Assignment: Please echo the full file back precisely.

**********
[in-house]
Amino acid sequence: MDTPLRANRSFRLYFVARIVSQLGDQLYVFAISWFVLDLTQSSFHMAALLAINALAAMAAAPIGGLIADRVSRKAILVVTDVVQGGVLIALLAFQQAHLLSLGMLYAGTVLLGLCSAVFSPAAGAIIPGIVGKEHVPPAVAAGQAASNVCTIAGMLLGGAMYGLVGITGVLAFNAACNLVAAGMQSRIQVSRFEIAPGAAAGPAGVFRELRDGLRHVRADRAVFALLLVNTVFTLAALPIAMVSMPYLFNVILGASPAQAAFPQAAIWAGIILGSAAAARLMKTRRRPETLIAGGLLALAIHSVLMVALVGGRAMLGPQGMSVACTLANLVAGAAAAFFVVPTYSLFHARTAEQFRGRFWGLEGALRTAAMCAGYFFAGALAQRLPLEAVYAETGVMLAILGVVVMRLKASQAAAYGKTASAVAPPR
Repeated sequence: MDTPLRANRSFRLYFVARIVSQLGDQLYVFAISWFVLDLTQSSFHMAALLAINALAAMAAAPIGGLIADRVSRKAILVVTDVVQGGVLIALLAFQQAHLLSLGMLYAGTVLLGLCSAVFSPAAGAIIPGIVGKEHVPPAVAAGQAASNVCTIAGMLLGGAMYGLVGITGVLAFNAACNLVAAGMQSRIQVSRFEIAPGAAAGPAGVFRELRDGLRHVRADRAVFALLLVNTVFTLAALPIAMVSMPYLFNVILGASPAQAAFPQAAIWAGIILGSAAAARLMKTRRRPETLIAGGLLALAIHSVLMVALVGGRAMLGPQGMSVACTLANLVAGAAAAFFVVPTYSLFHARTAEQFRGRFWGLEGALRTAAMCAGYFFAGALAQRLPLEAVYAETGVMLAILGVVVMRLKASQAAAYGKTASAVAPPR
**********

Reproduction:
[in-house]
Amino acid sequence: MDTPLRANRSFRLYFVARIVSQLGDQLYVFAISWFVLDLTQSSFHMAALLAINALAAMAAAPIGGLIADRVSRKAILVVTDVVQGGVLIALLAFQQAHLLSLGMLYAGTVLLGLCSAVFSPAAGAIIPGIVGKEHVPPAVAAGQAASNVCTIAGMLLGGAMYGLVGITGVLAFNAACNLVAAGMQSRIQVSRFEIAPGAAAGPAGVFRELRDGLRHVRADRAVFALLLVNTVFTLAALPIAMVSMPYLFNVILGASPAQAAFPQAAIWAGIILGSAAAARLMKTRRRPETLIAGGLLALAIHSVLMVALVGGRAMLGPQGMSVACTLANLVAGAAAAFFVVPTYSLFHARTAEQFRGRFWGLEGALRTAAMCAGYFFAGALAQRLPLEAVYAETGVMLAILGVVVMRLKASQAAAYGKTASAVAPPR
Repeated sequence: MDTPLRANRSFRLYFVARIVSQLGDQLYVFAISWFVLDLTQSSFHMAALLAINALAAMAAAPIGGLIADRVSRKAILVVTDVVQGGVLIALLAFQQAHLLSLGMLYAGTVLLGLCSAVFSPAAGAIIPGIVGKEHVPPAVAAGQAASNVCTIAGMLLGGAMYGLVGITGVLAFNAACNLVAAGMQSRIQVSRFEIAPGAAAGPAGVFRELRDGLRHVRADRAVFALLLVNTVFTLAALPIAMVSMPYLFNVILGASPAQAAFPQAAIWAGIILGSAAAARLMKTRRRPETLIAGGLLALAIHSVLMVALVGGRAMLGPQGMSVACTLANLVAGAAAAFFVVPTYSLFHARTAEQFRGRFWGLEGALRTAAMCAGYFFAGALAQRLPLEAVYAETGVMLAILGVVVMRLKASQAAAYGKTASAVAPPR